Germany will match NATO’s target to spend two percent of GDP on defense by 2025, a government spokesman said on Monday, as Berlin looks to make up for years of underinvestment.

Germany was “determined to come as close to the two-percent target as possible with the options we have and to reach the two-percent target in this legislative period,” ending in 2025, Chancellor Olaf Scholz‘s spokesman Steffen Hebestreit told a regular press conference.

Days after the Russian invasion of Ukraine, Scholz announced a 100-billion-euro ($106-billion) fund to beef up Germany’s military defenses and offset decades of chronic underfunding.

But the spending program has struggled to get off the ground, as industry strains to keep up with demand and key purchase plans are held up.

“A balanced and resilient transatlantic partnership also requires that Germany and Europe play active roles,” Scholz wrote in an article for Foreign Policy magazine published on Monday.

Germany would increase its investments to hit NATO’s spending target and develop an army “that we and our allies can rely on,” Scholz said.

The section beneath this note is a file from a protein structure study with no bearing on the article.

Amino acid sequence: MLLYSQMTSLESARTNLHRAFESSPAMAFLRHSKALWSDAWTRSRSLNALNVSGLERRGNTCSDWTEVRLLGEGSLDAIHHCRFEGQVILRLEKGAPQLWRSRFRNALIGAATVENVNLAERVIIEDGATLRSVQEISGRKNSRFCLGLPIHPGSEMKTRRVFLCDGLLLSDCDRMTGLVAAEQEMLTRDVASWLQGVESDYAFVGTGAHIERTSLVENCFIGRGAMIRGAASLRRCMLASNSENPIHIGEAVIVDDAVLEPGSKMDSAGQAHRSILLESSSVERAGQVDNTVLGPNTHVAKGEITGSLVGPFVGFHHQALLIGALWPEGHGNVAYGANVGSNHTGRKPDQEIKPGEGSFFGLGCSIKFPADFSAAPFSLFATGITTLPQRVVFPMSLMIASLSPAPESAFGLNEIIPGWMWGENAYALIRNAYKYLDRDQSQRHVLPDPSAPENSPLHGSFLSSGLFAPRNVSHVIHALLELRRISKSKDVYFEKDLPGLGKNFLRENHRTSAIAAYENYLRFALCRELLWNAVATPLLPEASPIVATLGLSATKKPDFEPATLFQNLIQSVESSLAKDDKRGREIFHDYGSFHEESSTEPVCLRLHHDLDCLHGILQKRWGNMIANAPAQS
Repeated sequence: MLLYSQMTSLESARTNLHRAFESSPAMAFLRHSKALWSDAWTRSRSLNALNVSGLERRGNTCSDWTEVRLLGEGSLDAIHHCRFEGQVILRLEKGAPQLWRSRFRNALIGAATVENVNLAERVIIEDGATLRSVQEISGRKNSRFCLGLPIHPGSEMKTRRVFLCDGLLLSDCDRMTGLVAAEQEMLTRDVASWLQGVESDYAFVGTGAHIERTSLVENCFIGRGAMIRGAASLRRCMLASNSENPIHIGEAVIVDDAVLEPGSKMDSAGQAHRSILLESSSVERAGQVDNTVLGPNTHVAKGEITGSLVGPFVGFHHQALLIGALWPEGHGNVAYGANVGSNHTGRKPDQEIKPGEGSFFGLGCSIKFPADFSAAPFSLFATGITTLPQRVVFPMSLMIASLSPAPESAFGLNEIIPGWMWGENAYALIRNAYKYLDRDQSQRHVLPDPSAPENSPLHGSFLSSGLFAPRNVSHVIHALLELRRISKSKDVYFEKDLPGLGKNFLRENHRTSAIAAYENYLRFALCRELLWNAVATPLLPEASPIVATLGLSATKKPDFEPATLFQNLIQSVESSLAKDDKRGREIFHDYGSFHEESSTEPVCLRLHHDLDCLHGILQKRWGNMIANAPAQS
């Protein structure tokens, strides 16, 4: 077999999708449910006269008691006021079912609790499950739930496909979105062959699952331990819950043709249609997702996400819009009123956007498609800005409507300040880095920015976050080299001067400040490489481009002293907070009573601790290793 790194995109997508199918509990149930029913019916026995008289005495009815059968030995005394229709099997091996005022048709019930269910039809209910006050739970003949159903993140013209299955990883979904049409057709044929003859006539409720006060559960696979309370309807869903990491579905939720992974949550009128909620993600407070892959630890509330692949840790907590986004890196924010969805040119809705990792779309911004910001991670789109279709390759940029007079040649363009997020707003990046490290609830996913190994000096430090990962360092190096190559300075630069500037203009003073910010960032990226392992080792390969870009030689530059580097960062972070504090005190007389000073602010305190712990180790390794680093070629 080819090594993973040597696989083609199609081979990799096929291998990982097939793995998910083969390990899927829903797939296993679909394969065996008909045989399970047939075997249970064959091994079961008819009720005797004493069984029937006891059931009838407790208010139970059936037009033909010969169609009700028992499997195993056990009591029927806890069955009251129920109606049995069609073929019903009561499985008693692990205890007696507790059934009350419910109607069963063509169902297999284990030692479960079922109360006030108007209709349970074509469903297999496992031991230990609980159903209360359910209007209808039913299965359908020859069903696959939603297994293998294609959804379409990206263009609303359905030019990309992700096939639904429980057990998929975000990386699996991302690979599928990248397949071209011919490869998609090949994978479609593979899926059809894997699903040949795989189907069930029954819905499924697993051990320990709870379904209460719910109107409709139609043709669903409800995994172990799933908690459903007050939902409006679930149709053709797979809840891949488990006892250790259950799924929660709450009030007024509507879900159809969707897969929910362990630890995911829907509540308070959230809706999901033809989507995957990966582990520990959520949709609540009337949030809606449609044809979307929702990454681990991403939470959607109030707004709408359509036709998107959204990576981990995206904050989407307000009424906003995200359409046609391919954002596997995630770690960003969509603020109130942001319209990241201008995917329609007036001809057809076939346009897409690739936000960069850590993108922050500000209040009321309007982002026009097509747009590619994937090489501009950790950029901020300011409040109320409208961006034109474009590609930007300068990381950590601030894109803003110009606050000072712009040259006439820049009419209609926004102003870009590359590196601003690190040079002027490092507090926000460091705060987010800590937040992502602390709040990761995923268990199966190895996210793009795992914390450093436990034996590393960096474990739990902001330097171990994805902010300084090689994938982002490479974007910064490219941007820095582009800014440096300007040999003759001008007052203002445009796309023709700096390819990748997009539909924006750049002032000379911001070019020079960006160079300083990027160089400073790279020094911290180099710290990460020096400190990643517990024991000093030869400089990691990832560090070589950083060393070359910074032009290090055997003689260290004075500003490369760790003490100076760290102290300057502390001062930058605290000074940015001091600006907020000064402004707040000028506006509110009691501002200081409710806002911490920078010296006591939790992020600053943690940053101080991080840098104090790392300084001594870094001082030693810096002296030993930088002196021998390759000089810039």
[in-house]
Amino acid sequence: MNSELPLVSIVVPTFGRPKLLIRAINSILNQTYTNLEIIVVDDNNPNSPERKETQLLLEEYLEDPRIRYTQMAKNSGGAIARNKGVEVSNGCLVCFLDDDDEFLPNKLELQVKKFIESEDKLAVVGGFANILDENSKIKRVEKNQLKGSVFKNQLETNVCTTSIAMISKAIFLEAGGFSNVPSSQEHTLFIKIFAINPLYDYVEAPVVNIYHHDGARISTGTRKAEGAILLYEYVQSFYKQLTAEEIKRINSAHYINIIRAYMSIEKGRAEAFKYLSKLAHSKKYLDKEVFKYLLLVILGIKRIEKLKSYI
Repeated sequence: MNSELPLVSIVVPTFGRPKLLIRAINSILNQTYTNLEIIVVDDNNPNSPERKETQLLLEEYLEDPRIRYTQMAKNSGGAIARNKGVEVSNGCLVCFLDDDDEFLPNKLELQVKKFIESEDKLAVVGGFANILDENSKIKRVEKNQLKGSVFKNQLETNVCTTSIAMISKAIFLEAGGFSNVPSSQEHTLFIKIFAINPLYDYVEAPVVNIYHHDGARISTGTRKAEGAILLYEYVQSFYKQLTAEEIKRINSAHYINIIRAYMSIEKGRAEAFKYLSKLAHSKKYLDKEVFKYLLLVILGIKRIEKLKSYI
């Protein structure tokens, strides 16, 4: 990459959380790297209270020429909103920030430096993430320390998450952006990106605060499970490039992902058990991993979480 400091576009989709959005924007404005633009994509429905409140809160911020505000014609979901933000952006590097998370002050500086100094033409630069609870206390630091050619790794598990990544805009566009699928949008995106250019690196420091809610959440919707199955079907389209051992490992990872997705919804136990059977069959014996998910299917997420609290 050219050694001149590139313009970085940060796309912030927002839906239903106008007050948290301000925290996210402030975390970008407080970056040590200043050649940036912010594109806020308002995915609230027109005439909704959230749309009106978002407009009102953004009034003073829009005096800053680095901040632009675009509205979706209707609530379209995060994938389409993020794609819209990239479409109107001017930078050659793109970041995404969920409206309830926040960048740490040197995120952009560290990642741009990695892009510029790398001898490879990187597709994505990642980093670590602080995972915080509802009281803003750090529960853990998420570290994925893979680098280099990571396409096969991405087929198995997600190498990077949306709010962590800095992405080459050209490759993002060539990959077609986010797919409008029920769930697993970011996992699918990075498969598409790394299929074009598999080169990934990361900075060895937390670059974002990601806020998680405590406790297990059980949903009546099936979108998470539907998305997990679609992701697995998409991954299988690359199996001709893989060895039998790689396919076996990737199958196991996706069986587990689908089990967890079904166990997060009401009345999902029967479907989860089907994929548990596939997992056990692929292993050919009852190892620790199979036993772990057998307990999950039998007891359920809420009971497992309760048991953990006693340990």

However, the goal could not be reached “overnight,” Hebestreit said.

There were “European regulations to observe,” as well as procurement challenges that needed to be overcome, he said.

“We are in a market where there is a lot of demand, which significantly exceeds supply,” leading to delays in delivery, he said.

Internal wrangling over how the money should be spent has also bogged down spending decisions.

The planned purchase of 35 US-made F-35 fighter jets was thrown into doubt on Sunday, as it emerged defense ministry officials had raised serious concerns.

The ministry pointed to potential “delays and additional costs” in the nearly 10-billion-euro project, according to a document seen by AFP.

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